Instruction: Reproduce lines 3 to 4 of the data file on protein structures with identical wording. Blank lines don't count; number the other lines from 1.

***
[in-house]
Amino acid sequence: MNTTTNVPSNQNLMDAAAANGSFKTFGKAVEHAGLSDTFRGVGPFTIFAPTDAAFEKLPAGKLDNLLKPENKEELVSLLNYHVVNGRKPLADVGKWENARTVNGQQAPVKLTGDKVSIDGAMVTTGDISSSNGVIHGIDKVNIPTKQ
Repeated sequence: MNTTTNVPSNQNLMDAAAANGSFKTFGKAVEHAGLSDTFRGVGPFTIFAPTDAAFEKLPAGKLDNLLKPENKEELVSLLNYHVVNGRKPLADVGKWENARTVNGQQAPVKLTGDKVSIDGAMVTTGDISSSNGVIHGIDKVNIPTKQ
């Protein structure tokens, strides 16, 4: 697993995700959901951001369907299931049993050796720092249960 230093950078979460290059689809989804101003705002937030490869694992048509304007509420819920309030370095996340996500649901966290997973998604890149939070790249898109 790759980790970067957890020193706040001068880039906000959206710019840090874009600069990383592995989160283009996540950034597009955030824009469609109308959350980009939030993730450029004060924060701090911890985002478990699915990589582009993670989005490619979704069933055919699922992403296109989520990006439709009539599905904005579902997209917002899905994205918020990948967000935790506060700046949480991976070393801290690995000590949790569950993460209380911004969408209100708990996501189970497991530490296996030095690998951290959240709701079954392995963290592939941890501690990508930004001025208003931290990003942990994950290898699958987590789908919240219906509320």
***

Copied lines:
Repeated sequence: MNTTTNVPSNQNLMDAAAANGSFKTFGKAVEHAGLSDTFRGVGPFTIFAPTDAAFEKLPAGKLDNLLKPENKEELVSLLNYHVVNGRKPLADVGKWENARTVNGQQAPVKLTGDKVSIDGAMVTTGDISSSNGVIHGIDKVNIPTKQ
């Protein structure tokens, strides 16, 4: 697993995700959901951001369907299931049993050796720092249960 230093950078979460290059689809989804101003705002937030490869694992048509304007509420819920309030370095996340996500649901966290997973998604890149939070790249898109 790759980790970067957890020193706040001068880039906000959206710019840090874009600069990383592995989160283009996540950034597009955030824009469609109308959350980009939030993730450029004060924060701090911890985002478990699915990589582009993670989005490619979704069933055919699922992403296109989520990006439709009539599905904005579902997209917002899905994205918020990948967000935790506060700046949480991976070393801290690995000590949790569950993460209380911004969408209100708990996501189970497991530490296996030095690998951290959240709701079954392995963290592939941890501690990508930004001025208003931290990003942990994950290898699958987590789908919240219906509320």